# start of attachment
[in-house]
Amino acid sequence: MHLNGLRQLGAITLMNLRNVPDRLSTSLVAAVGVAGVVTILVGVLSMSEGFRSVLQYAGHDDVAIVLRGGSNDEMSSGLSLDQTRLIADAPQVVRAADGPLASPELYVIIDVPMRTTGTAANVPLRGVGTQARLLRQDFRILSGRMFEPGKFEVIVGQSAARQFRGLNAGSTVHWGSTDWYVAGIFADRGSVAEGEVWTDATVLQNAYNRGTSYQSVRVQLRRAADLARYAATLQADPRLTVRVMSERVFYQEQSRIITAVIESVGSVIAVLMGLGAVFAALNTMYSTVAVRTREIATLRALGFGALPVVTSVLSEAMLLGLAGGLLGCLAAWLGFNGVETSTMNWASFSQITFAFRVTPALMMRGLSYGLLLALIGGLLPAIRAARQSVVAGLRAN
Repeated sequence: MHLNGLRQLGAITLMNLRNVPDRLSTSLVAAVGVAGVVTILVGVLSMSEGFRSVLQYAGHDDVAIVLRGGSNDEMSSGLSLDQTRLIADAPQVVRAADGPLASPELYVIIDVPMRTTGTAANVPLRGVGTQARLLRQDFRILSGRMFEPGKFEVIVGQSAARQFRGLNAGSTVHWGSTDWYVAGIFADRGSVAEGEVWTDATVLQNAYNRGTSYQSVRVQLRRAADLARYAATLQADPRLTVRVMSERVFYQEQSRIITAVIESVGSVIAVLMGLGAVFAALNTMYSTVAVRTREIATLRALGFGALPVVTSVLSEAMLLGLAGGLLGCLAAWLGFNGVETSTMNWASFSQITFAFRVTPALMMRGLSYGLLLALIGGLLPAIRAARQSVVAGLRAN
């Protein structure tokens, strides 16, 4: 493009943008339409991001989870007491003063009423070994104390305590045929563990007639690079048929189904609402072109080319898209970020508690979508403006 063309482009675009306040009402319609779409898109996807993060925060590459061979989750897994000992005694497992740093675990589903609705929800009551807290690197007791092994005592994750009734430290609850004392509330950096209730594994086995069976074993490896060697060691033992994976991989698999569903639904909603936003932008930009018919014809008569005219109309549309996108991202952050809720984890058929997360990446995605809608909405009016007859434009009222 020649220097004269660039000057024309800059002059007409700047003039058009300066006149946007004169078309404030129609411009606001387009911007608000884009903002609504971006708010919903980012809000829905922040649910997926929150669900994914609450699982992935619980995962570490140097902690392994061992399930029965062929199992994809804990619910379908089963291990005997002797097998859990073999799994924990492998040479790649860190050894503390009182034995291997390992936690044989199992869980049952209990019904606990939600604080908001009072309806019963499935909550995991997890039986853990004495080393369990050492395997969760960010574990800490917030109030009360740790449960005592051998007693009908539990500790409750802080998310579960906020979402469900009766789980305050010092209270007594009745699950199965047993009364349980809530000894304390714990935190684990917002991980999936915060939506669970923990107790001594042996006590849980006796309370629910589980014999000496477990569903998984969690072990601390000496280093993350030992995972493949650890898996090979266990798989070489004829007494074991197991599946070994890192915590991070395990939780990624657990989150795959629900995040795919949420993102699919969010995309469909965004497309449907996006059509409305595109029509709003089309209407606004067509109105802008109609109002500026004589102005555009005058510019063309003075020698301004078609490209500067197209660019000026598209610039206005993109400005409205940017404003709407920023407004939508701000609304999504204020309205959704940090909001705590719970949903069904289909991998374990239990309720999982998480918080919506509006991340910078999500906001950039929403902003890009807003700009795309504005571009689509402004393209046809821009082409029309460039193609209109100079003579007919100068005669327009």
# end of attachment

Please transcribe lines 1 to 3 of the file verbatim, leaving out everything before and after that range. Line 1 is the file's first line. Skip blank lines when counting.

[in-house]
Amino acid sequence: MHLNGLRQLGAITLMNLRNVPDRLSTSLVAAVGVAGVVTILVGVLSMSEGFRSVLQYAGHDDVAIVLRGGSNDEMSSGLSLDQTRLIADAPQVVRAADGPLASPELYVIIDVPMRTTGTAANVPLRGVGTQARLLRQDFRILSGRMFEPGKFEVIVGQSAARQFRGLNAGSTVHWGSTDWYVAGIFADRGSVAEGEVWTDATVLQNAYNRGTSYQSVRVQLRRAADLARYAATLQADPRLTVRVMSERVFYQEQSRIITAVIESVGSVIAVLMGLGAVFAALNTMYSTVAVRTREIATLRALGFGALPVVTSVLSEAMLLGLAGGLLGCLAAWLGFNGVETSTMNWASFSQITFAFRVTPALMMRGLSYGLLLALIGGLLPAIRAARQSVVAGLRAN
Repeated sequence: MHLNGLRQLGAITLMNLRNVPDRLSTSLVAAVGVAGVVTILVGVLSMSEGFRSVLQYAGHDDVAIVLRGGSNDEMSSGLSLDQTRLIADAPQVVRAADGPLASPELYVIIDVPMRTTGTAANVPLRGVGTQARLLRQDFRILSGRMFEPGKFEVIVGQSAARQFRGLNAGSTVHWGSTDWYVAGIFADRGSVAEGEVWTDATVLQNAYNRGTSYQSVRVQLRRAADLARYAATLQADPRLTVRVMSERVFYQEQSRIITAVIESVGSVIAVLMGLGAVFAALNTMYSTVAVRTREIATLRALGFGALPVVTSVLSEAMLLGLAGGLLGCLAAWLGFNGVETSTMNWASFSQITFAFRVTPALMMRGLSYGLLLALIGGLLPAIRAARQSVVAGLRAN